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Prog_Traveller View Drop Down
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Direct Link To This Post Topic: Happy the Man
    Posted: September 12 2014 at 12:15
I can't say I've ever seen a thread about this band on here. Happy the Man are considered to be one of the all time greatest US prog bands. I've heard some say they are the best. They were sort of a cross between fusion and traditional symph prog with probably a leaning towards the fusion end. Some of their stuff even predated the new age sound(mainly the softer tunes).

I've seen them live about three times and they always put on a great performance. Not sure if they are still around or not. They put out an album in 2004 which while good was maybe a bit too similar to their vintage material. My only complaint about this band is that usually the vocals which aren't that great seem a bit out of place. However, they usually didn't have more than two or three vocal tracks on their classic albums(same and Crafty Hands). Any fans on here?

Edited by Prog_Traveller - September 12 2014 at 12:16
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Direct Link To This Post Posted: September 12 2014 at 12:53
I guess they moved on as Oblivion Sun. I'm currently awaiting arrival of their CD, which I have recently ordered
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Direct Link To This Post Posted: September 12 2014 at 13:10
Never heard about them before, but im You-tubing the debut right now, first impression is fine.

Sort of proto-neo-prog

Edited by tamijo - September 12 2014 at 13:12
Prog is whatevey you want it to be. So dont diss other peoples prog, and they wont diss yours
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Direct Link To This Post Posted: September 13 2014 at 02:23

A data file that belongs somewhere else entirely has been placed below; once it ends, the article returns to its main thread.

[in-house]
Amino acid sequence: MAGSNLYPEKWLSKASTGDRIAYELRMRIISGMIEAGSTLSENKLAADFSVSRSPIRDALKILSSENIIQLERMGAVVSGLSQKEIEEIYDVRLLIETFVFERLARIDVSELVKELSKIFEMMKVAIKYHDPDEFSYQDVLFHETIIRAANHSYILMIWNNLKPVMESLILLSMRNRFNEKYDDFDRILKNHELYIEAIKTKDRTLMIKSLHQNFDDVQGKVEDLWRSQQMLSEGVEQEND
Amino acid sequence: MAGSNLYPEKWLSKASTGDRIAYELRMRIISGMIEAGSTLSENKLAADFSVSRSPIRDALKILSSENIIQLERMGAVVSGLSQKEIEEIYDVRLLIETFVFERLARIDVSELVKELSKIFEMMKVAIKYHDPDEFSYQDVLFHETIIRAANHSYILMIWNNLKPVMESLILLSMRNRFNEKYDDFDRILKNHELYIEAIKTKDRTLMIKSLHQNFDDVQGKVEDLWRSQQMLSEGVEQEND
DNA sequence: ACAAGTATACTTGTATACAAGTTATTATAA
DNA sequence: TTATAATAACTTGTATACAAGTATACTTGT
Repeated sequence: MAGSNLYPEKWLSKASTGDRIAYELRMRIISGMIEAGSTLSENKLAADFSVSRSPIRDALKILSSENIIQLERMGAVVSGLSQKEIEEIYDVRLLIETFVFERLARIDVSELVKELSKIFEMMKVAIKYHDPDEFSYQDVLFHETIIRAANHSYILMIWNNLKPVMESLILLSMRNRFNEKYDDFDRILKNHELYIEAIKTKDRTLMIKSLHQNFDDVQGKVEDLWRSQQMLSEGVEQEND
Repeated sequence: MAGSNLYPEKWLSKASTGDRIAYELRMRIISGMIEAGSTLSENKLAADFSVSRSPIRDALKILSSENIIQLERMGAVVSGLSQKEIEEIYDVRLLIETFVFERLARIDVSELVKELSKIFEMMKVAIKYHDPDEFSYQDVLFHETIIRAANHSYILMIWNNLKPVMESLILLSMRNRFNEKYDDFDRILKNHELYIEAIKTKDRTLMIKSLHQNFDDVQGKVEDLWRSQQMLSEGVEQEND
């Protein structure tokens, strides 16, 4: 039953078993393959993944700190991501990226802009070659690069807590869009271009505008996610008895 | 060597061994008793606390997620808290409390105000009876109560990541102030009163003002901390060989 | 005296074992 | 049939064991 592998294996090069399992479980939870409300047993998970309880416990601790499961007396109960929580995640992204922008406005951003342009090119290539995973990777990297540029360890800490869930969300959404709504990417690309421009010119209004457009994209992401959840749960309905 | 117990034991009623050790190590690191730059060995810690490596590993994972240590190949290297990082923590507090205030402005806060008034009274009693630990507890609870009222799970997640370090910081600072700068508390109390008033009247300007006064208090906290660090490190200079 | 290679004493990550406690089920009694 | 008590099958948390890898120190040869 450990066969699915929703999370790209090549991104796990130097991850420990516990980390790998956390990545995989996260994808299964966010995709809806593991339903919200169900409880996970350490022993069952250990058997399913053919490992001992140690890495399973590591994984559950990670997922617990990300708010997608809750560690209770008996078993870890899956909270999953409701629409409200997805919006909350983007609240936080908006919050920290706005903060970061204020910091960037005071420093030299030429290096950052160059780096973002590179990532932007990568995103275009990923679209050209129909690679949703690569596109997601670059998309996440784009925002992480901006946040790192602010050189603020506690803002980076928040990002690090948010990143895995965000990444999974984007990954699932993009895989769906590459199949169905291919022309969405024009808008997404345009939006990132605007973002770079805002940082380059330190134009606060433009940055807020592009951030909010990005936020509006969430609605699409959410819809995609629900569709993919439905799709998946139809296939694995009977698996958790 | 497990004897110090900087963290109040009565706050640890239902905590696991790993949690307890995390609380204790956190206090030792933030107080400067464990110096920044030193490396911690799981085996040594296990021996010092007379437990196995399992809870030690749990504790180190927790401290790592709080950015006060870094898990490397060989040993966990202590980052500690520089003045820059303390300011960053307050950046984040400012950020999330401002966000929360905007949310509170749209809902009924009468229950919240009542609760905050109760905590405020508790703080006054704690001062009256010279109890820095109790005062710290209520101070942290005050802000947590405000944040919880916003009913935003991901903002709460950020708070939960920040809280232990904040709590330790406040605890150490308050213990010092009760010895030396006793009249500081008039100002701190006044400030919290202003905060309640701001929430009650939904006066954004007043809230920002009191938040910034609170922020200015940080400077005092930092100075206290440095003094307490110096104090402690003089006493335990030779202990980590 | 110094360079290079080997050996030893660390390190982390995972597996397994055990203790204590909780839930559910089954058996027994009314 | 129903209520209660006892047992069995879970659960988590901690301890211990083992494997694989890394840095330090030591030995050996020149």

Stan Whitaker's vocals on the OS albums are quite a bit better than the original HtM albums.
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Direct Link To This Post Posted: September 13 2014 at 02:36
Love them, my personal favorite is the long-lost Death's Crown finally released by Cuneiform in 1999.   The Muse Awakens also very good.   BTW they took their name from the Genesis single.

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Direct Link To This Post Posted: September 13 2014 at 04:25
Originally posted by Atavachron Atavachron wrote:

BTW they took their name from the Genesis single.
That's lovely, although Happy The Man website states something different on the band's history tab. The small print there reads as follows: "It was now early 1973, and Whitaker’s elder brother, Ken, having elected to become the band’s sound engineer, suggested the name Happy The Man, a reference to Goethe’s "Faust", and the Bible, rather than the obscure Genesis single which, at the time, nobody in the band even knew existed"
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Direct Link To This Post Posted: September 13 2014 at 04:34
^ Ah, well I suppose that sounds right.  I'll bite.

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Direct Link To This Post Posted: September 13 2014 at 04:54